Winner of a Charlotte Street Foundation Generation performing Artist Award, the playwright, actor, filmmaker, and storyteller has found his voice in a multitude of projects.
David Wayne Reed might best be described as a genre-busting conceptual artist whose work defies easy classification. Playwright, actor, filmmaker, storyteller — he wears these hats and others.
But in the beginning, he was a man of the stage — a founding member of Late Night Theatre who performed, directed and contributed scripts to the gender-bending, genre-hybridizing theater company. In recent years, Reed has worked as a solo creative artist, charting his own path and defining his own unique sense of aesthetics.
Early this year, he was one of two people to win generative performing artist awards from the Charlotte Street Foundation. (The other was poet and presenter Sheri “Purpose” Hall.) The award recognizes the totality of an artist’s work. The jurors included playwright Darren Canady, a native of Topeka and graduate of Julliard and New York University; theater artist Denise Chapman of Nebraska, a graduate of Creighton University and the Chicago College of Performing Arts; percussionist Patrick Alonzo Conway, who earned a master’s in composition from the UMKC Conservatory; and Australian Charlotte Farrell, a theater scholar and director of the Center for Performance Research in Brooklyn.
To be recognized by such heavy hitters meant a lot to Reed.
“It’s a huge honor,” he said. “I’m glad to have received it. I definitely admire so many who have come before me to receive this honor. It means a lot of people have viewed your work and said, ‘Yes, this person is worthy of this award.’ It also comes with $10,000, and that’s pretty OK, too.”
But the award has a deeper meaning for the artist, who’s been following his creative instincts since the 1990s.
“You know, I’m a little bit into my career,” he said. “It’s very validating. It’s an achievement, and it helps cap off my career so far. I’ll see what comes of it, but it’s definitely a feather in my cap.”
A turning point for Reed was “Jolly Rancher,” his autobiographical one-man show in 2012 at the old Fishtank venue. In the piece, he described growing up on his parents’ farm near Louisburg, Kansas, the influence of the agrarian life and the fact that he knew he wasn’t a typical farm kid early on. As a child, he would sometimes perform his own improvised shows for the farmhands.
“A lot of it was done on the back of wagons or inside grain silos, where the acoustics were really good,” he recalled. “It gave me an audience. I wanted to get to know people, and I felt like I could get to know people by performing for them and doing something for them. It was really an act of hospitality.”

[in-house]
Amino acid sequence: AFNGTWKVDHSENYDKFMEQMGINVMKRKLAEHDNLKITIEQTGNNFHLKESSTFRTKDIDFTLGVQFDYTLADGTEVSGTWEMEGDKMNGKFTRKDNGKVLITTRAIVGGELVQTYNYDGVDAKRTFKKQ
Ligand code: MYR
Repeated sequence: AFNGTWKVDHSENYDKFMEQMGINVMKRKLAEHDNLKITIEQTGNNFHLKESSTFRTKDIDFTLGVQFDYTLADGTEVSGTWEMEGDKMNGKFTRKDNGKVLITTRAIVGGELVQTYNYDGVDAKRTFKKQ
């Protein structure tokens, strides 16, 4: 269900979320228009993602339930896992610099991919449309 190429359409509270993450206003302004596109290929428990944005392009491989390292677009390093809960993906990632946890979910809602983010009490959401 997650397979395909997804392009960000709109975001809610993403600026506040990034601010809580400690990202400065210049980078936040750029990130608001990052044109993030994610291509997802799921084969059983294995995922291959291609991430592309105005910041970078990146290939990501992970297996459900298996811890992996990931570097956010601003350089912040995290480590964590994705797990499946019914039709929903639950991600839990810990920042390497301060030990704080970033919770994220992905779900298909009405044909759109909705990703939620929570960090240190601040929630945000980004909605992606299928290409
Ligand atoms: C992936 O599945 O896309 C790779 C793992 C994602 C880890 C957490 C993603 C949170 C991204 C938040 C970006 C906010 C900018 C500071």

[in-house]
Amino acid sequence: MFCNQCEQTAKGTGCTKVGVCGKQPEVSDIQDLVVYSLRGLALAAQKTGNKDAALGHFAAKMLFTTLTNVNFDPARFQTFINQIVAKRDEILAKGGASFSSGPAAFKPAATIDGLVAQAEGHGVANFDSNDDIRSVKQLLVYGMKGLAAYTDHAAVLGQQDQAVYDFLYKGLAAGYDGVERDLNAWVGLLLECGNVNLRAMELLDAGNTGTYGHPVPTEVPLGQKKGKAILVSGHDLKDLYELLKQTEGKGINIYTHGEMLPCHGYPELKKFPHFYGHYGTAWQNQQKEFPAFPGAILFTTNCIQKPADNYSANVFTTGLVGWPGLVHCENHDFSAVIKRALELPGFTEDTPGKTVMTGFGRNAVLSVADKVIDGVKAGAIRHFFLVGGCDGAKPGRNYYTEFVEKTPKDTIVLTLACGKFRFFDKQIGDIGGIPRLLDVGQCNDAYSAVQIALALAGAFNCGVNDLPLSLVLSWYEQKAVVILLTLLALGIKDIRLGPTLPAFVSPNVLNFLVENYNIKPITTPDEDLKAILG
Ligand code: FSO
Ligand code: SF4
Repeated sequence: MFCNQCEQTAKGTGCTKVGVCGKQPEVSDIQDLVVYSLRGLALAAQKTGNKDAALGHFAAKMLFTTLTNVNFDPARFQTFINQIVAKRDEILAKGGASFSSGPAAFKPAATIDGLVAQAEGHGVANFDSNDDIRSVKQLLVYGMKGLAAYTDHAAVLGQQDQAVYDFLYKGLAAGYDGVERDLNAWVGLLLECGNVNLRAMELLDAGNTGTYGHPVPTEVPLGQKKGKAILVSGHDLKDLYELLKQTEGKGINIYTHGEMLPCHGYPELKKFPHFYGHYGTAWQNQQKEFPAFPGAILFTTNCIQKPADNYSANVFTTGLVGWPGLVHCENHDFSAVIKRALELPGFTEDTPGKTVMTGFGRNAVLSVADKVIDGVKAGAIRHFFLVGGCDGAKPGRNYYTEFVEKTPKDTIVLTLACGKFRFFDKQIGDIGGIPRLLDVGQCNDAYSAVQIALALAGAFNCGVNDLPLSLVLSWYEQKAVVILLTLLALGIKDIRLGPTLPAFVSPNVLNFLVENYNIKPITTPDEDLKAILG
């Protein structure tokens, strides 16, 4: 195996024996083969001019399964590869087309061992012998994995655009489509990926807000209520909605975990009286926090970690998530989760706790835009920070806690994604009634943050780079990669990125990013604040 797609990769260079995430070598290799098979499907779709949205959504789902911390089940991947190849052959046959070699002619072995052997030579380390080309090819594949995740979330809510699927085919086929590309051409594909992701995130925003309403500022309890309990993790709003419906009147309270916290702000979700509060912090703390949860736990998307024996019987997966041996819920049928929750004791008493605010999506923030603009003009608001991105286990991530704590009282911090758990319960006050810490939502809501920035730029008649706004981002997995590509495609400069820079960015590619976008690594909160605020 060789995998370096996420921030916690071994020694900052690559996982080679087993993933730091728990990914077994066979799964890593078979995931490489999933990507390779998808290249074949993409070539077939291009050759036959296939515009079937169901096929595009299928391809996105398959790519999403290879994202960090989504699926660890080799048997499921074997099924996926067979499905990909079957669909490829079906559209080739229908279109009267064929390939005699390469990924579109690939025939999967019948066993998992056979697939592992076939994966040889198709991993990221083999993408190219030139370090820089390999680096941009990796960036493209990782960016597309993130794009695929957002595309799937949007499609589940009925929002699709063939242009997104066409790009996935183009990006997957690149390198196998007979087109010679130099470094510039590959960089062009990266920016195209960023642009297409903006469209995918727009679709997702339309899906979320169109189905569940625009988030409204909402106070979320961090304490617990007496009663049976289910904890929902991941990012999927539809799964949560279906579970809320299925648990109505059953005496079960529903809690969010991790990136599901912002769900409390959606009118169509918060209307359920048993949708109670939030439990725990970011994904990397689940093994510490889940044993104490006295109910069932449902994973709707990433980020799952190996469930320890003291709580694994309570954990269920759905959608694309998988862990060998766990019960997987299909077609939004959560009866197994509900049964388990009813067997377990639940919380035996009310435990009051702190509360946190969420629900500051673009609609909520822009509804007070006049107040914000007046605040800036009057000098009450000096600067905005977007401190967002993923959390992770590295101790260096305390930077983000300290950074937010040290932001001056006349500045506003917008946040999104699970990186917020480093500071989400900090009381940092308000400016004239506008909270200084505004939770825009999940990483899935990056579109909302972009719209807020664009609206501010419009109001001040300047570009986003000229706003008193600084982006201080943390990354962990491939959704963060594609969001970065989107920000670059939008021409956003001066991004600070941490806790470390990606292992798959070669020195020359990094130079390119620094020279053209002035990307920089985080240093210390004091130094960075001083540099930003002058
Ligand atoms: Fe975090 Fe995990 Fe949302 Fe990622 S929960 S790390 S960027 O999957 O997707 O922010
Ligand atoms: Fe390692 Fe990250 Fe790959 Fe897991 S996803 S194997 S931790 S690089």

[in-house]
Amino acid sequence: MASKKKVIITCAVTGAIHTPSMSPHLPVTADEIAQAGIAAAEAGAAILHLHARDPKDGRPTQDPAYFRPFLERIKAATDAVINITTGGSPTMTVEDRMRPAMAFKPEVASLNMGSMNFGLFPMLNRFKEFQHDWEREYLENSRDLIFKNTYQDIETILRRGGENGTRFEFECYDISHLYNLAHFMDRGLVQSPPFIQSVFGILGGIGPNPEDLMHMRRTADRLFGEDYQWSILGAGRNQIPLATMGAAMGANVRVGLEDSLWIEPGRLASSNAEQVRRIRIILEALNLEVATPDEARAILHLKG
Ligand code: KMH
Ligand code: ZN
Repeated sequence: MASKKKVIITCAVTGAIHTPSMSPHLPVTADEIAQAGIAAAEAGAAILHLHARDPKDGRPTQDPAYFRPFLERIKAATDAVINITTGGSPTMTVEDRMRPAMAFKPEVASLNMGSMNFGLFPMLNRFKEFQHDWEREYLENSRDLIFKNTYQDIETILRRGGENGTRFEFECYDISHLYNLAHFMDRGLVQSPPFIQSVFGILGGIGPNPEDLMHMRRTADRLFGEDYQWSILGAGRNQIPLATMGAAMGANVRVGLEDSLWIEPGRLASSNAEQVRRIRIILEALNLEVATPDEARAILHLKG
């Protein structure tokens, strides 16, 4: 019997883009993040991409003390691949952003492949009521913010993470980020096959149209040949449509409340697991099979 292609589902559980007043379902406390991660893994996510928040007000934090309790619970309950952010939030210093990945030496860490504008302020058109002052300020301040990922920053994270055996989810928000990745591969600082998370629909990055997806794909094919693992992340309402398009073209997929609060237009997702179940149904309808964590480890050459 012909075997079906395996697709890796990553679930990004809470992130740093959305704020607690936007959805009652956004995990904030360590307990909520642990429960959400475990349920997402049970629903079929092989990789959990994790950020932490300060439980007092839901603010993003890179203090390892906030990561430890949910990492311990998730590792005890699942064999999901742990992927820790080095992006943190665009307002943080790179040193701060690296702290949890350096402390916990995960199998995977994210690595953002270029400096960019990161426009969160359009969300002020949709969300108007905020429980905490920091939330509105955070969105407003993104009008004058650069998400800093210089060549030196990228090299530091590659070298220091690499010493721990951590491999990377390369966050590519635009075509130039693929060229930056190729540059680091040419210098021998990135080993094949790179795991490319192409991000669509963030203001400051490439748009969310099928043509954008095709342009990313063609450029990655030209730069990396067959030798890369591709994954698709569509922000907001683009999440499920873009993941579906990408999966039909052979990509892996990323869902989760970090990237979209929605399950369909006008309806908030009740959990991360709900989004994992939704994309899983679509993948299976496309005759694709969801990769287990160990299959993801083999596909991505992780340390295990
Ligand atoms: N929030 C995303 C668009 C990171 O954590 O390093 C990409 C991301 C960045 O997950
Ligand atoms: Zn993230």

“Jolly Rancher” signaled a new wave for Reed as a performer.
“I walked into my own voice, outside of camp and also outside of acting. I wasn’t saying other people’s words anymore; I was saying my own. I was developing my own voice.”
In 2016, Reed inaugurated Shelf Life, a sort of open mic for storytellers every two months at the Brick, the downtown lunch spot and music venue. If the concept invites comparisons to the Moth Radio Hour heard on NPR stations, that’s OK with Reed.
“That’s actually how I sold it,” he said. “When I applied for a grant I said, ‘Imagine show-and-tell meets the Moth.’ It provides an entry point for a deeper truth. It’s a very simple concept, but it’s just this easy entry point to really difficult conversations that linger. It’s been transformational for me, for the storytellers, for audience members. That’s what’s reiterated back to me time and time again.”
He likened the process to 12-step meetings, in which speakers are expected to share unvarnished episodes from their lives.
“Something happens with telling our stories,” he said. “It’s powerful because it provides a space not only for accountability but releasing your truth. Often that truth can be a burden. We don’t have spaces for that in the public realm so much. There’s a hunger for people to share their stories.”
In 2018, Reed released “Eternal Harvest,” a 12-minute film he shot on the family farm in Louisburg. Part documentary, part visual poetry, Reed’s elegant short movie incorporates sweeping aerial images, dancers and unassuming appearances by his parents.
“From the shovel that digs to bury, to the shovel that digs up to plant, ‘Eternal Harvest’ uses drones, dance, farm implements, heirloom quilts, and agriculture to explore Eastern philosophies and reincarnation through the lens of Western agriculture,” the official description reads. “Eternal Harvest” was screened at several film festivals, and Reed plans to assemble a touring exhibit of his grandmother’s quilts that are seen in the film.
And he’s planning a new visual project: “A new film about prairie remnants and conversation in my home county,” he said. And he’s working on a new solo performance called “Goliath,” which he hopes to unveil in December.
The subject matter? “Sobriety, sexuality, survival.”
To see David Wayne Reed’s “Eternal Harvest” and to learn about Reed’s other projects, go to davidwaynereed.com.
Photo by Jim Barcus